The second adsorber particles which are preferably in powder form and which cover the pore surfaces which remain beside the first larger adsorber particles produce a large chemically active filter surface. That means that the gaseous noxious substances which are to be adsorbed have a long residence or contact time, in relation to the second smaller adsorber particles. Accordingly the second adsorber particles serve as intermediate storage means for receiving noxious substances and/or odorous substances. The second smaller adsorber particles, preferably in the form of powder activated carbon, can provide that variation in the level of concentration of polluting substances in the air to be filtered can be absorbed or cushioned and suppressed below the threshold in respect of toxic effect or odour.

The foam carrier is preferably impregnated with the adhesive and then the impregnated foam carrier is squeezed out, to remove excessive adhesive. The first larger adsorber particles are then introduced into the open pores of or applied to the foam carrier, followed then by the application of the second smaller adsorber particles. That mode of operation makes it possible to impregnate the open-pore foam carrier, with the adhesive covering the surfaces of the pores of the foam carrier in the form of a layer of a defined thickness. The first larger adsorber particles are then secured to the layer of adhesive, in a first working operation, followed then by the second smaller adsorber particles in a second working operation which takes place immediately after the first working operation. The layer of adhesive on the surface of the foam carrier and the surfaces of the pores therein may be applied by spraying, foularding, a kind of sizing-like process, a padding-type process or by roller application. The level of hardness of the foam carrier and the hardness of the filter material produced therefrom in accordance with the invention can be set at a suitable value by virtue of impregnation of the open-pore foam carrier which may preferably be a polyurethane foam. Suitable adjustment of the level of hardness of the foam carrier makes it possible on the one hand to prevent or at least reduce deformation thereof, while on the other hand it substantially enhances the adhesion of the first larger adsorber particles.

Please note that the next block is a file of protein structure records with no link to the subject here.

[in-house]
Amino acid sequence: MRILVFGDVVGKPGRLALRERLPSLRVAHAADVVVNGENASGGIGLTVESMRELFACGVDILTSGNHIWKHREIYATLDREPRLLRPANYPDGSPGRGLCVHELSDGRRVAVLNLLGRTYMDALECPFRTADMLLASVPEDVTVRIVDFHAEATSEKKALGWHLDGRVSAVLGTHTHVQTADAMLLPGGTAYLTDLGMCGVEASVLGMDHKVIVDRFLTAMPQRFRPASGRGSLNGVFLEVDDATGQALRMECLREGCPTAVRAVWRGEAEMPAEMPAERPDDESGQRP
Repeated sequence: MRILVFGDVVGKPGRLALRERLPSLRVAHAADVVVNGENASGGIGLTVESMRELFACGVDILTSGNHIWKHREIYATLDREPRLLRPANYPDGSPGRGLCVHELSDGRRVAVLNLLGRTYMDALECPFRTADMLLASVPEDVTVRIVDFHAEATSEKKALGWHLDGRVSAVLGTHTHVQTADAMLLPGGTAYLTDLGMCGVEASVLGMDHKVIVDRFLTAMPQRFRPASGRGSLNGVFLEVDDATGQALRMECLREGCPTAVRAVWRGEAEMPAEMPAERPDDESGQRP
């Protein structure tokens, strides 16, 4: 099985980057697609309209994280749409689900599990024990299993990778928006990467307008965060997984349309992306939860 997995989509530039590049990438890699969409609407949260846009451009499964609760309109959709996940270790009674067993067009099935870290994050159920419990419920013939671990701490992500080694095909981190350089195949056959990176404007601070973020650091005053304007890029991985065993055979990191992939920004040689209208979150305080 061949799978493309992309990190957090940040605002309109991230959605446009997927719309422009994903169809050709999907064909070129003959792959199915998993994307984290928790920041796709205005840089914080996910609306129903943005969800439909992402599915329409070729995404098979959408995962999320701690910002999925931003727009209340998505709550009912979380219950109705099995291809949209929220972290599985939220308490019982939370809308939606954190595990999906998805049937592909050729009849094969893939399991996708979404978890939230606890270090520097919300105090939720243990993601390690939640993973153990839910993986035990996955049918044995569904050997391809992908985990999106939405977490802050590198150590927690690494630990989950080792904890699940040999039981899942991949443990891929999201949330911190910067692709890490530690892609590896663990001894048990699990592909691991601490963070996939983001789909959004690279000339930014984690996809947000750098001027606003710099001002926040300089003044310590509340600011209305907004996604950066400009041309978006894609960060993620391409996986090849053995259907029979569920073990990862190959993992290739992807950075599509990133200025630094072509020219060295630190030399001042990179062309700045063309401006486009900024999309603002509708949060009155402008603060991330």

The operation of applying the first and second adsorber particles to the foam carrier and the introduction thereof into the pores of the foam carrier can be performed by the first and second adsorber praticles being respectively dropped on to the adhesive-impregnated foam carrier, from given heights. The first and second adsorber particles may also be applied to the foam carrier by those particles on the one hand and the foam carrier on the other hand being oppositely electrostatically charged during the operation of applying the adsorber particles and introducing them into the pores. The foam carrier may be coated with the first larger adsorber particles by the foam carrier being passed through a bath in which the first larger adsorber particles are disposed. The first larger adsorber particles are joined to the pore surface of the foam carrier only over a small area of their surface, of the order of magnitude of 4%. That ensures that the fixing operation, that is to say the operation of applying the particles to the foam material and into the pore structure thereof, produces virtually no limitation in regard to the active free or exposed surface of the first adsorber particles. On the other hand however the first larger adsorber particles are very securely and mechanically firmly fixed to the open-pore carrier material and in the pores thereof, by virtue of that procedure. The carrier material and the open pores thereof may also be coated with the adsorber particles by the particles being blown onto the carrier material or by being flung thereagainst in a defined fashion, besides being sprinkled on to or strewn over the carrier material under suitable conditions in respect of electrostatic charge.